So why am I telling you this, and what does it have to do with Detroit? Well, I was born in Lake Worth, Florida and grew up in Miami. In a past life I made a nice career for myself, nine years with an automotive aftermarket performance parts retailer. With Super Shops, I moved from Miami to Fort Lauderdale, Fort Lauderdale to Tampa, Tampa to Atlanta Georgia, Atlanta to Memphis Tennessee, Memphis to Cleveland Ohio, Cleveland to Detroit as my career went up the corporate ladder over those nine years. Then in 1994 I had a son and grew roots in Detroit. I started my own business. I had another son, then two daughters. I have been doing what I do in that business for the last 17-18 years or so. And now I feel like I am an official Detroit transplant.

Detroit. I have such love for Detroit, because of the spirit and the people. It seems that no matter how bad it gets, no matter what goes wrong, you can't kill the spirit. That is who I am too. I completely identify with the hard scrabble reality of the city. Like me, there are points of beauty and finesse and class and technology. Like me, there are shocking weaknesses, ugly parts, awful examples of waste and neglect and inability. And they are a confusing mix, a total anomaly, a shining example of an enigma. Just like me.

How can anybody not be in love with Detroit? The Lions, The Tigers, the Red Wings, The Pistons. Best Sports Town in the USA. The architecture, the history, the music of Motown, Kid Rock, Uncle Kracker, Eminem, Madonna, The White Stripes, The Romantics, Ted Nugent, the story of the Big Three, of Ford's assembly line, of our World War II role as the Arsenal of Democracy, of our role in anti-slavery with the underground railroad, civil rights, labor law. How the entire city burned to the ground in 1805 (June 11th, 1805) and was totally rebuilt. Our French roots, our shocking decline in the 1970's and 80's and 90's, the metaphor for the country's move away from industrialization. The riots, the crime, the shocking reality. The story is so All-American. Who can possibly not love Detroit, right? Well, that is just how I feel.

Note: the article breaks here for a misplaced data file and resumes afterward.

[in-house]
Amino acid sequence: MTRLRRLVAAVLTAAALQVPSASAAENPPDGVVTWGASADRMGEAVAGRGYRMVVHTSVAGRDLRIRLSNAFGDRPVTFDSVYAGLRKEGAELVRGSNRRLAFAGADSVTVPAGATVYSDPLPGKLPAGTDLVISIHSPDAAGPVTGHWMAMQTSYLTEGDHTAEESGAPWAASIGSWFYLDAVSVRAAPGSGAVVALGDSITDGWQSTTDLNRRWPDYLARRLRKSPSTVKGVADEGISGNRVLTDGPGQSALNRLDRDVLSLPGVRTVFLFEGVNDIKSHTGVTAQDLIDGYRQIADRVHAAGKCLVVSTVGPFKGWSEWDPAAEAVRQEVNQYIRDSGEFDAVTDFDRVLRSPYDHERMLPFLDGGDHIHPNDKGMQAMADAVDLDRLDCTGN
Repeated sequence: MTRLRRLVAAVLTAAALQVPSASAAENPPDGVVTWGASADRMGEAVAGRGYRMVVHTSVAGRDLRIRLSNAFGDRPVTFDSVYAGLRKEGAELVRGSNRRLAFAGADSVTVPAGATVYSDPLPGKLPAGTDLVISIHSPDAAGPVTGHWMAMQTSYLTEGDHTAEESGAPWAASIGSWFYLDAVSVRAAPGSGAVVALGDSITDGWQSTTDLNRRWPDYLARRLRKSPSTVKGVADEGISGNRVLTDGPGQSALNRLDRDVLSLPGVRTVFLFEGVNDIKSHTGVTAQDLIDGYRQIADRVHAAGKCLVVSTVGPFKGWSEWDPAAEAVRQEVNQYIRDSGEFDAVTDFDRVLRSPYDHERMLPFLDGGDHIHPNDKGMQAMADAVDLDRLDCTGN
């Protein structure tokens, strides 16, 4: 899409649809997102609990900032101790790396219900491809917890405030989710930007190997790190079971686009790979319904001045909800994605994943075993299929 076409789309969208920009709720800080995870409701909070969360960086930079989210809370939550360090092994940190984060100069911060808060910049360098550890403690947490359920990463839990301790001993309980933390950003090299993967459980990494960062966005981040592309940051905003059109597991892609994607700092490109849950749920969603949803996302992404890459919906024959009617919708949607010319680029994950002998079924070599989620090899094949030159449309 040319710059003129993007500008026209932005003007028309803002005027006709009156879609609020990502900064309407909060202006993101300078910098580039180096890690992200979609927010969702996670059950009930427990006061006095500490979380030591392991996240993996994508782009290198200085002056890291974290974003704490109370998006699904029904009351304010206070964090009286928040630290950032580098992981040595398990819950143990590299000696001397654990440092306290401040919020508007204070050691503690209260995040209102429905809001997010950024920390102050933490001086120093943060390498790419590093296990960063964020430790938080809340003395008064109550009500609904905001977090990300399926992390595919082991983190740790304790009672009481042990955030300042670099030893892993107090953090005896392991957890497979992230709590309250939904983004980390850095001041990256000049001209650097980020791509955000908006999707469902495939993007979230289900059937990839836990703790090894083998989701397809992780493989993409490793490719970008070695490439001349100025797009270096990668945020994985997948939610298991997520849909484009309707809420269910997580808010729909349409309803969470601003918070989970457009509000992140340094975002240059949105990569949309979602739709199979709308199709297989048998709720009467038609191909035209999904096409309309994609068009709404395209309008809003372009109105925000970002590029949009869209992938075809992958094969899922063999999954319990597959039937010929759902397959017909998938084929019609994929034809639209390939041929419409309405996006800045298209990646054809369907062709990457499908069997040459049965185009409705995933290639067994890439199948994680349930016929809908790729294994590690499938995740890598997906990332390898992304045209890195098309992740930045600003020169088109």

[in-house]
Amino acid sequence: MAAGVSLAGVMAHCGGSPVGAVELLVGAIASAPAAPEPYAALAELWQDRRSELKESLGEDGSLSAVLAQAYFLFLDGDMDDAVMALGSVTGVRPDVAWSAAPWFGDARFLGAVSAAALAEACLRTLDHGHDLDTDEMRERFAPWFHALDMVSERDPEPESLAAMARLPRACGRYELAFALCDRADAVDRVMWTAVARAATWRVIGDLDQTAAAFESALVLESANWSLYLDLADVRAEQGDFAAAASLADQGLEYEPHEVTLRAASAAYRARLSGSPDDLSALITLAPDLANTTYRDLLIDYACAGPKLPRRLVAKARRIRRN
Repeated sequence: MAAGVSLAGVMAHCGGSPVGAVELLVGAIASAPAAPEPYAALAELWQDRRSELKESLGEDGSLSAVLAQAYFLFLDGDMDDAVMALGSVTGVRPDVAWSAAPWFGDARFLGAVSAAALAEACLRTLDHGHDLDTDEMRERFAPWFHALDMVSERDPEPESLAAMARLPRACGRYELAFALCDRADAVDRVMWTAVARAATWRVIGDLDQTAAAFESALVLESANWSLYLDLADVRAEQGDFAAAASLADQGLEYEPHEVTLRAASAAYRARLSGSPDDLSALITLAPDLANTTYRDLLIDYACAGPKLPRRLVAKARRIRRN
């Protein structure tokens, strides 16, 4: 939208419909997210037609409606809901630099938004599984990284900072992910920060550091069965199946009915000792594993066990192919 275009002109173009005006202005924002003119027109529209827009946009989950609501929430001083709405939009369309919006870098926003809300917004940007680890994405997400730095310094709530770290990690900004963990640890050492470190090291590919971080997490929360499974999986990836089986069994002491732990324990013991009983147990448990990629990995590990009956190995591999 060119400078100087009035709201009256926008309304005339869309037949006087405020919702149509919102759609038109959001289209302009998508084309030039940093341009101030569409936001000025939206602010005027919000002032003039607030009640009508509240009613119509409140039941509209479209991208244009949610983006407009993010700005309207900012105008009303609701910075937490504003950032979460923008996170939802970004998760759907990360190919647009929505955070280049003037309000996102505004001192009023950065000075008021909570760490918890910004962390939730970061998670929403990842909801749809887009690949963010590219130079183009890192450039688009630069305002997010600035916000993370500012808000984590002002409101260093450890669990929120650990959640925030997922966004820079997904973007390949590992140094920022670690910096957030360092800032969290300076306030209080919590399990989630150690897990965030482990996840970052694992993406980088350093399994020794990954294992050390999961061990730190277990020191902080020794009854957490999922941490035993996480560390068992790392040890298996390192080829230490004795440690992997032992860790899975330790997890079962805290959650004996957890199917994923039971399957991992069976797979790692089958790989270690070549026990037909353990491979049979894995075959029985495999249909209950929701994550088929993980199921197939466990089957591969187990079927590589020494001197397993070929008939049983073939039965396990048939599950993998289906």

So what to do? I have a fire in my belly. A desire to do well, to be seen as a success, to be a success. That fire has burned inside me for my whole life. And I know I have done OK so far - 9 years in a career, then 18 years as a business owner who has a business that is still open - that's is better than many others have been able to do. Yet, the fire still burns. It is not enough. I need more.

So let me tell you what that looks like to me.